One of my favorite dishes to get here is the fried pompano served with banana ketchup sauce. The presentation is impeccable as shown in the photo. The way it’s carved up allows you to pick at the crispy meat attached to the back bone, while enjoying the juicy, moister meat spread along the fille. Kubo also offers common Filipino dishes such as adobo ribs, longanisa and sisig. Some of the more unique options they offer include whole pig face and Kamayan style dining. Kamayan style dining is generally eaten with a group of people using only their hands. An array of proteins, fruits and vegetables is scattered all over the table on banana leaves, the table cloth and plate of choice for Kamayan style dining.


Grilled pulpo zarandeado, at La Costa


Neighborhood: Portage Park
Address: 3119 N. Central

On a Friday night the huge space was jam-packed with hardly any place to sit. I opted for the bar area, but couldn’t find a seat until a local by the name of Luiz noticed me standing and gazing around aimlessly and offered me his seat. He said he was sitting all night so it wasn’t a big deal. Of course the best way to order is to always ask a regular; he suggested that I get the grilled pulpo, aka octopus.

While I waited for my food I took a moment to scan out the space and take in the lively atmosphere. There’s a mariachi band going from table to table to loosen people up.

The huge octopus arrived whole with tentacles and all, making me think I should just call it the kraken for the rest of the night. I ordered the version with the tangy and spicy red sauce and vegetables. Of course something this big must have different levels of texture to it. The tip of the tentacles has more of a charr taste to it and slightly firmer in texture. As you make your way up higher and higher towards the octopus head the texture get softer and softer to the point where you can cut it with a dull butter knife. There’s some parts that has a texture of string cheese where you can peel it apart strand by strand. Closer to the body or the head, you get the usual octopus texture but when you bite into it, you get a creamy texture also from the inside of the body/head.

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The best part for me is when the suction cups falls apart in your mouth. You get that beady texture in your mouth which I think was the best part of chewing it. The other good thing about this place is you can dance off the calories across the street at JC Martini club. Friday night is reggaeton night if you’re into that kind of thing.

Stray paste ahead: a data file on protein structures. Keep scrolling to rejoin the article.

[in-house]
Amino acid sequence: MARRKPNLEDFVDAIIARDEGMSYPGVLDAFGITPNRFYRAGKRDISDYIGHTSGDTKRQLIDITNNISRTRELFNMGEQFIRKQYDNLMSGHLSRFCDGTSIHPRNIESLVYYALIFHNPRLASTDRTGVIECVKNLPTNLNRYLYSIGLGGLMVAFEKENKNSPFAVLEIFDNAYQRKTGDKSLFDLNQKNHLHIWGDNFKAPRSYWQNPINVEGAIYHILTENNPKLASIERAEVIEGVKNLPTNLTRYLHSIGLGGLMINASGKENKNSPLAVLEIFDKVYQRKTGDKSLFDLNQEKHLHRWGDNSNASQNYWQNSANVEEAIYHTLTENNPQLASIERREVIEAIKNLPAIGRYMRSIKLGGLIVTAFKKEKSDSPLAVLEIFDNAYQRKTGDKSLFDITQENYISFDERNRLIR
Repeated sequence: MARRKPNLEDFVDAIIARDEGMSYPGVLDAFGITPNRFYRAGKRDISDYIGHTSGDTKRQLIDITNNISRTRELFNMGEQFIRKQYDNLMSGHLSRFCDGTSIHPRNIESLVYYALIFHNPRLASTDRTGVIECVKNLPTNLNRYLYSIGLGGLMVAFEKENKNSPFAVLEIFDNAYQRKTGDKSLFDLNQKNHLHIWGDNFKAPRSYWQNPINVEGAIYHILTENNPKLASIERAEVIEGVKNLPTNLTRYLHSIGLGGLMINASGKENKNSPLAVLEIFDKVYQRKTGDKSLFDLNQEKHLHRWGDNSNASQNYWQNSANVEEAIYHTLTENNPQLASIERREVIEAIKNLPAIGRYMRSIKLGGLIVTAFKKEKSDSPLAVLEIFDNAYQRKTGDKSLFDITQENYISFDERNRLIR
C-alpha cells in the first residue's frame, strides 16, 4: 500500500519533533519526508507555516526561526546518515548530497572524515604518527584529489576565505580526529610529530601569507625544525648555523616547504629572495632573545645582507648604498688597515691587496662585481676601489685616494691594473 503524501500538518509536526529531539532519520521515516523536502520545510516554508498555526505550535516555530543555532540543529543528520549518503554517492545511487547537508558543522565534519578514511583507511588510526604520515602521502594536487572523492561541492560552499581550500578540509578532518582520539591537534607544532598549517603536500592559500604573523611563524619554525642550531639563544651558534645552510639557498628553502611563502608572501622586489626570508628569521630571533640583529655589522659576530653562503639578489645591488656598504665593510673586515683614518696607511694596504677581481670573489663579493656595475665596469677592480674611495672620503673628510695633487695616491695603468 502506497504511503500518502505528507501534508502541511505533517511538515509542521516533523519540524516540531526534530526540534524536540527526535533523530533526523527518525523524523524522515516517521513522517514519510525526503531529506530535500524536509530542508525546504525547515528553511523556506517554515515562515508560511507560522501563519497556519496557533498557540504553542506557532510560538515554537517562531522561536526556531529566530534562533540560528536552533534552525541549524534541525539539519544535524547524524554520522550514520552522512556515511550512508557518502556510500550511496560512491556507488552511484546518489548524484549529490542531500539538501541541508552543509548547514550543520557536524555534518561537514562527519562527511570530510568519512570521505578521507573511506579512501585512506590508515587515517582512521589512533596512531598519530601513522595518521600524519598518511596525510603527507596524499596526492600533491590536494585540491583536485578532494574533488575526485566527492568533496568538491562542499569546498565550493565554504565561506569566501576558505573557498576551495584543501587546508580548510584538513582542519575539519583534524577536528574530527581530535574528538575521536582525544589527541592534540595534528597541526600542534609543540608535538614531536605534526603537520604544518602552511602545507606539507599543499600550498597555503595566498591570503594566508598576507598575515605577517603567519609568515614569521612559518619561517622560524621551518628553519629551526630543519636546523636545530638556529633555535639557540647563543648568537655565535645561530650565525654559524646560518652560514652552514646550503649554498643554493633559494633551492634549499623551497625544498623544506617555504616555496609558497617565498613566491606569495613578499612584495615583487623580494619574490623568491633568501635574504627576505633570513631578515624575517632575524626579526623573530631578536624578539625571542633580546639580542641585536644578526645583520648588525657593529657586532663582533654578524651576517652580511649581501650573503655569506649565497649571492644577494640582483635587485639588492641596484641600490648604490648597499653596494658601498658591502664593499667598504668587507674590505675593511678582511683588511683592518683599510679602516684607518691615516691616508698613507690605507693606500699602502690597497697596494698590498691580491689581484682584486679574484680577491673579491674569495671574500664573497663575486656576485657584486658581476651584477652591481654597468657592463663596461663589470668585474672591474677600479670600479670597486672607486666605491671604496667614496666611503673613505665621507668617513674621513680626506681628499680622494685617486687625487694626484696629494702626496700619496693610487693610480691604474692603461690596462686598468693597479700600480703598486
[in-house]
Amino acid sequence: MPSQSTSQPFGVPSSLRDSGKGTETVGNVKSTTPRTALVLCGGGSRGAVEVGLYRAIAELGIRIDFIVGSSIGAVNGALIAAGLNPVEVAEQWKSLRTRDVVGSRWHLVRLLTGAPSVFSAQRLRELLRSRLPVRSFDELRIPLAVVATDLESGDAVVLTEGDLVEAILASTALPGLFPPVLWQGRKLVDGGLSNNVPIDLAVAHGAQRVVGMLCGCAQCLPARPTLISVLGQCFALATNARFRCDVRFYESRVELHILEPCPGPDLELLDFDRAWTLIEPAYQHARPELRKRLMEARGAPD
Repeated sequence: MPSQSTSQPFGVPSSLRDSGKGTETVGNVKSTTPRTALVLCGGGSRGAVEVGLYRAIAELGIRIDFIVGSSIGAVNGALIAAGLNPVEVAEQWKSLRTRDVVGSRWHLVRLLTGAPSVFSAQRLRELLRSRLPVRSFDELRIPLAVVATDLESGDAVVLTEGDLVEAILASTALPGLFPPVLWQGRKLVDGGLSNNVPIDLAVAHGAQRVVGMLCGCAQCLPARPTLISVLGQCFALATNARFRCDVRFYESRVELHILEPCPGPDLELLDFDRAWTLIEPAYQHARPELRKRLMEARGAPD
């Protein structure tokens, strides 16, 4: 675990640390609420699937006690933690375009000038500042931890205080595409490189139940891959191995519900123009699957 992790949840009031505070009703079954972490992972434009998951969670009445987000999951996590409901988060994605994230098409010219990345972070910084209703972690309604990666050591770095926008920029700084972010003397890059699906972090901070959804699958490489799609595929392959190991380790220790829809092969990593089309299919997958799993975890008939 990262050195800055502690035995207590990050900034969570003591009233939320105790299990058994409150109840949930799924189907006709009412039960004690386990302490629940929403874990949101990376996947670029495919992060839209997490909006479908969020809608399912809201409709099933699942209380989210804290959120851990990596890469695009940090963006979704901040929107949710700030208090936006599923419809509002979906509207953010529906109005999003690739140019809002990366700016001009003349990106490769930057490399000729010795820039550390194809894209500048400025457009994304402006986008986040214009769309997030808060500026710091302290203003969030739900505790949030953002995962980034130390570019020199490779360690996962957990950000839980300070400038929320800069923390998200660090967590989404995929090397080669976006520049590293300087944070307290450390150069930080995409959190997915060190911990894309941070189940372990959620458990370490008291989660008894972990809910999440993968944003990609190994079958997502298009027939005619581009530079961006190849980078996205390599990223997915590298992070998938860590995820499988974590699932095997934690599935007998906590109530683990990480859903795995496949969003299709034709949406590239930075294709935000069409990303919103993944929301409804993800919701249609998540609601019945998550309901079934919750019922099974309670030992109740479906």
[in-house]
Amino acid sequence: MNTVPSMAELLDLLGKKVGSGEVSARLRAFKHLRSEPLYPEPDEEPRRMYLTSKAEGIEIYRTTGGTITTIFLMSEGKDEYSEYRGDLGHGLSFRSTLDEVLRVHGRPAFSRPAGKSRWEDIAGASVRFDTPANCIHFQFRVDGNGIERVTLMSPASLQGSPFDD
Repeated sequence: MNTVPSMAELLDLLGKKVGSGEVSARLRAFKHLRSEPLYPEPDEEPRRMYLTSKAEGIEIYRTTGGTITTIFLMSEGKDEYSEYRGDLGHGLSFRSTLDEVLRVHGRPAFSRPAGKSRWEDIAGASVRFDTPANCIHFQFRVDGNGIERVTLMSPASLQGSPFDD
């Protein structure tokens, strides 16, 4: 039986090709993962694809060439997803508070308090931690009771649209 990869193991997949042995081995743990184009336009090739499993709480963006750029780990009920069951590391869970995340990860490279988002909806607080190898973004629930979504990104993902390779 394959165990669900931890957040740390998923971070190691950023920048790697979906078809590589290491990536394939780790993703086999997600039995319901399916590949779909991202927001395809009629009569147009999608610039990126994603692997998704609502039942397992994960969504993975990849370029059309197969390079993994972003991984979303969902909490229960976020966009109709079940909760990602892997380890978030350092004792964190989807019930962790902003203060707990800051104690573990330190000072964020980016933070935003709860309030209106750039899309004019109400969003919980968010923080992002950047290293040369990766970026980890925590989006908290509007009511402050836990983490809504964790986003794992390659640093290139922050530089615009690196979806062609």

Haneeth lamb, at Shibam


Neighborhood: Old Irving Park
Address: 4807 N. Elston

Shibam is a Yemen restaurant that serves up some of the best meats I’ve tried in 2019. Particularly the haneeth lamb and the mandi chicken. So what’s the difference between haneeth and mandi? Haneeth style means pressure cooking the meat, while  mandi style is boiled, then roasted. The texture is a little bit different, but both taste great. The fatty and tendon parts of the lamb are what did it for me, along with the rice served alongside. Fall off the bone is an understatement when you try this lamb. You literally can suck the connective tissue and tendons out so that means the meat is even more juicy and tender.


Wonderland Mushroom, at Alice and Friends Vegan Kitchen


Neighborhood: Rogers Park
Address: 5812 N. Broadway

The first time I visited this place I wasn’t expecting much let alone to write about it, in my best bites list. This place offers a lot of gluten free items and carb free items. It’s certainly not something you get excited over when you’re primarily a carnivore like me.

My first visit I ordered brown rice creamy pasta. I enjoyed it so much I knew I had to add it to my list but then on my second visit I noticed the wonderland mushroom. I’m a big mushroom fan so I knew I would enjoy this dish but not to the point where I would scratch off the brown rice pasta dish. This dish is comprised of broccoli and kale sauteed with shiitake mushroom, king oyster mushroom, bunapi mushroom, onion, garlic and served with quinoa. The extremely earthy flavor and texture was quite an experience to have in your mouth all at one time—not to mention you get a big portion too. Alicia and friends seem to have a lot of Asian inspired dishes ranging from Chinese, Thai, Vietnamese to Korean.

 


Keng Sisavath is the founder of the Strange Foods Festival. Follow him on Instagram @strangefoodschicago.

Photos: Sisavathphotography.com